Disclaimer: this post is way longer than my usual stuff.
Today, I released Corebird 0.9, after a development time of over 4 months. That's a pretty long time in contrast to my usual 4 to 8 weeks. But nothing is normal today, which you can see by me writing a blog post about it (or a blog post at all). I'll first quickly cover the changes in 0.9 and then talk about the future of the project, so if you've been keeping up with development anyway, you can skip to the bottom of the post.
Changes in Corebird 0.9
Most of you probably haven't, but if you attended my talk about Corebird at GUADEC 2014, you know that I pondered about releasing a 1.0 instead of a 0.9 version, but I think some things are missing and/or incomplete and a "real" 1.0 release is not justified (more on this later).
I like lists, so here's just a list of smaller improvements and/or changes in no particular order and terribly incomplete:
- Mentions, hashtags and links now get highlighted directly in the compose window
- The avatar of the currently active account in a window is now clickable, showing all configured accounts. From here, each account can be opened, configured or the active account of the window can be switched. This also means that the account setup page in the settings dialog is gone.
- The logic for autostarting accounts is more explicit now. Previously when starting Corebird, we opened all accounts that were opened when you last quitted the application (read: you used the application menu to quit it or you just closed the last window). Meaning, it was not possible to close all windows separately and still get more than one window at the next start. The new behavior features a "autostart" switch in each account's settings you can toggle. We fall back to the old behavior in situations that have no better semantics, like when no autostart is not set to true for any account.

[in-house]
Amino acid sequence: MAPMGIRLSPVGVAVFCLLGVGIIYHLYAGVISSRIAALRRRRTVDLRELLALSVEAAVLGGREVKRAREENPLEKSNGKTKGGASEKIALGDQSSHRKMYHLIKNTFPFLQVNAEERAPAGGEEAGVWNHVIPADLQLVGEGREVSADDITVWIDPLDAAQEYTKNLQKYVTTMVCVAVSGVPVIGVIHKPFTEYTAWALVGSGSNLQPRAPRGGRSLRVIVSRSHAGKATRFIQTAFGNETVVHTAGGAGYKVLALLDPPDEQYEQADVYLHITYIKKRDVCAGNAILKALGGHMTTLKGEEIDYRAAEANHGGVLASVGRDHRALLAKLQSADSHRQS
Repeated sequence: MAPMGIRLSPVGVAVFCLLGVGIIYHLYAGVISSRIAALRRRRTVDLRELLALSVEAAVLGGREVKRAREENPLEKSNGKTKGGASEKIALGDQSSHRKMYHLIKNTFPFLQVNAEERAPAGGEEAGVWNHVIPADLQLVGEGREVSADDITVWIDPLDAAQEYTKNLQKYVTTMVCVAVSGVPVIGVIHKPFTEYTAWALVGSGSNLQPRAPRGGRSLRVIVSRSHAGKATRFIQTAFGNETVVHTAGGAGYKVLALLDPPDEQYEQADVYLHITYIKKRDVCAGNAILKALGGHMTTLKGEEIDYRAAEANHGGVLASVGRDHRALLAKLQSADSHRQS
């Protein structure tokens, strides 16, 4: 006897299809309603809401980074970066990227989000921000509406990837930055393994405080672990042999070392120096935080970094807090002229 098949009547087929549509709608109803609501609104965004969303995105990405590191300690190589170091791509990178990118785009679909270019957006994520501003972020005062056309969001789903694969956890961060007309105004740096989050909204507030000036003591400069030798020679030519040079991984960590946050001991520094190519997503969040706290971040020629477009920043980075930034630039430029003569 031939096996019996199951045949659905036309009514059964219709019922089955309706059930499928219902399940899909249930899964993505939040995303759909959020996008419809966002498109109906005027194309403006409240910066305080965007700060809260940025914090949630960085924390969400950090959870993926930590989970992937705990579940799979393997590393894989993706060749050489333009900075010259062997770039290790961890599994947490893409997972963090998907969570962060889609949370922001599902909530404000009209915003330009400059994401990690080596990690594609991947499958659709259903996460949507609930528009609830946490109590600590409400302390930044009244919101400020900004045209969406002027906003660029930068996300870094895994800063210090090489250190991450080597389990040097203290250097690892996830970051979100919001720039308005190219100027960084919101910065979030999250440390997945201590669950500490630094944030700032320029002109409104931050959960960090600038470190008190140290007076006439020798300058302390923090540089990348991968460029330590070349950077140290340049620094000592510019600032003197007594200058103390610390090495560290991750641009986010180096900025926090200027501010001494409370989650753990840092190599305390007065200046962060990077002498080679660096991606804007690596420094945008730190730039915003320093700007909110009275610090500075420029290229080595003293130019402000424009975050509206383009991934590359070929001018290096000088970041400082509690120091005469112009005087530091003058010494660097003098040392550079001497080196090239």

- The setting regarding the dark theme is gone (existing configurations will keep working). This was just wrong and caused a lot of confusion (seriously, how often did I read "Corebird comes with a dark theme..."?). If you want your desktop to be dark, use a theme that is dark.
- When viewing an image of a tweet with multiple images/videos attached, you can now use the cursor keys to navigate between them.
- Avatars in tweets and profiles now show if the user is verified.
- Lots of the application should now react better to missing network connections.
- The activity indicator for loading older tweets (which is what was in the bottom of the sidebar)is now in the tweet list itself.
- Some things now get immediately applied instead of needing a restart of the client. For example, when adding/removing filters (or changing them of course), the corresponding tweets get immediately hidden/shown. Same things applies to unfollowing someone or disabling someone's retweets.
- Each window now has a back button, additionally to all the keyboard shortcuts available for going back and forward. This has been a long-standing concern and is hopefully fixed now.